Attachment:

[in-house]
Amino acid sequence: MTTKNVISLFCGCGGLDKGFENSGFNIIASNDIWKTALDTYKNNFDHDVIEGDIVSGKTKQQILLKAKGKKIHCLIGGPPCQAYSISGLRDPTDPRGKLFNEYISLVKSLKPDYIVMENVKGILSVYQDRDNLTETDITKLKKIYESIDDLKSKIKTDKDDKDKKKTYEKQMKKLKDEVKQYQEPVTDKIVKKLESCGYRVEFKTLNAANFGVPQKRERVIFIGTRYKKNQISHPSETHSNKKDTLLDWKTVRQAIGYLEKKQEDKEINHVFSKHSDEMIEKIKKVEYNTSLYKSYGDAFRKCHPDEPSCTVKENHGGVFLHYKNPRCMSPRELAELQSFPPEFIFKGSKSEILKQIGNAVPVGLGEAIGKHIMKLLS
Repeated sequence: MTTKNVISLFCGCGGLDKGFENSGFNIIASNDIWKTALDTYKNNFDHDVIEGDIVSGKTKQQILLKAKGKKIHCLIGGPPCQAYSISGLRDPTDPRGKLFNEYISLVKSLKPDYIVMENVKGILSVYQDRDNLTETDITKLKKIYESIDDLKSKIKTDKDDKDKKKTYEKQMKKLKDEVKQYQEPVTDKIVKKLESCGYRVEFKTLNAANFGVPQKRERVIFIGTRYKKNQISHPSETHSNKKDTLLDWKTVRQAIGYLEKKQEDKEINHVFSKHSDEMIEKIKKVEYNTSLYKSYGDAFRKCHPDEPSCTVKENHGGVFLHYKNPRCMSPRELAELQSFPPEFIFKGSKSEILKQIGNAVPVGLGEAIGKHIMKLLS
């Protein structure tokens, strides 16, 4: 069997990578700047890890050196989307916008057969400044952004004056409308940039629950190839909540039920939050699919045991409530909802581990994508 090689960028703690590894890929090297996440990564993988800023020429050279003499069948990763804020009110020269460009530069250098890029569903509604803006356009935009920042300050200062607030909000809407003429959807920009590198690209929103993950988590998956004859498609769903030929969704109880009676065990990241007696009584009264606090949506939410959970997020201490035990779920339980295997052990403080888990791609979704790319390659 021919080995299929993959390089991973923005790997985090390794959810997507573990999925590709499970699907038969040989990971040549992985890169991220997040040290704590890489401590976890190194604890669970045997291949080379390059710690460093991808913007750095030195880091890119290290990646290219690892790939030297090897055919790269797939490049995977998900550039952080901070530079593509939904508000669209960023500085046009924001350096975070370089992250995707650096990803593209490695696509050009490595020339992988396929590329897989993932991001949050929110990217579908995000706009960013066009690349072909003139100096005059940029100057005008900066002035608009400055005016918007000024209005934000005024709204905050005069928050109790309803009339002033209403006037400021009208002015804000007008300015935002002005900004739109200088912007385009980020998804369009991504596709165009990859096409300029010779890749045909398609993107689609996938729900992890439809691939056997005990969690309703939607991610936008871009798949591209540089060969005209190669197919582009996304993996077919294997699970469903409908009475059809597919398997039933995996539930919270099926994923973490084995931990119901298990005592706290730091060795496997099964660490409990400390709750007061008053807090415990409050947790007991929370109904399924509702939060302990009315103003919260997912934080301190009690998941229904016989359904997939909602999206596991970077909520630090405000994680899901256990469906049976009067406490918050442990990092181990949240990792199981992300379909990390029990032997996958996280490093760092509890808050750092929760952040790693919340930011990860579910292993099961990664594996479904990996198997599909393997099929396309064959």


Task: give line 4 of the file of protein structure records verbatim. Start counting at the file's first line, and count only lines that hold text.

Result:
């Protein structure tokens, strides 16, 4: 069997990578700047890890050196989307916008057969400044952004004056409308940039629950190839909540039920939050699919045991409530909802581990994508 090689960028703690590894890929090297996440990564993988800023020429050279003499069948990763804020009110020269460009530069250098890029569903509604803006356009935009920042300050200062607030909000809407003429959807920009590198690209929103993950988590998956004859498609769903030929969704109880009676065990990241007696009584009264606090949506939410959970997020201490035990779920339980295997052990403080888990791609979704790319390659 021919080995299929993959390089991973923005790997985090390794959810997507573990999925590709499970699907038969040989990971040549992985890169991220997040040290704590890489401590976890190194604890669970045997291949080379390059710690460093991808913007750095030195880091890119290290990646290219690892790939030297090897055919790269797939490049995977998900550039952080901070530079593509939904508000669209960023500085046009924001350096975070370089992250995707650096990803593209490695696509050009490595020339992988396929590329897989993932991001949050929110990217579908995000706009960013066009690349072909003139100096005059940029100057005008900066002035608009400055005016918007000024209005934000005024709204905050005069928050109790309803009339002033209403006037400021009208002015804000007008300015935002002005900004739109200088912007385009980020998804369009991504596709165009990859096409300029010779890749045909398609993107689609996938729900992890439809691939056997005990969690309703939607991610936008871009798949591209540089060969005209190669197919582009996304993996077919294997699970469903409908009475059809597919398997039933995996539930919270099926994923973490084995931990119901298990005592706290730091060795496997099964660490409990400390709750007061008053807090415990409050947790007991929370109904399924509702939060302990009315103003919260997912934080301190009690998941229904016989359904997939909602999206596991970077909520630090405000994680899901256990469906049976009067406490918050442990990092181990949240990792199981992300379909990390029990032997996958996280490093760092509890808050750092929760952040790693919340930011990860579910292993099961990664594996479904990996198997599909393997099929396309064959």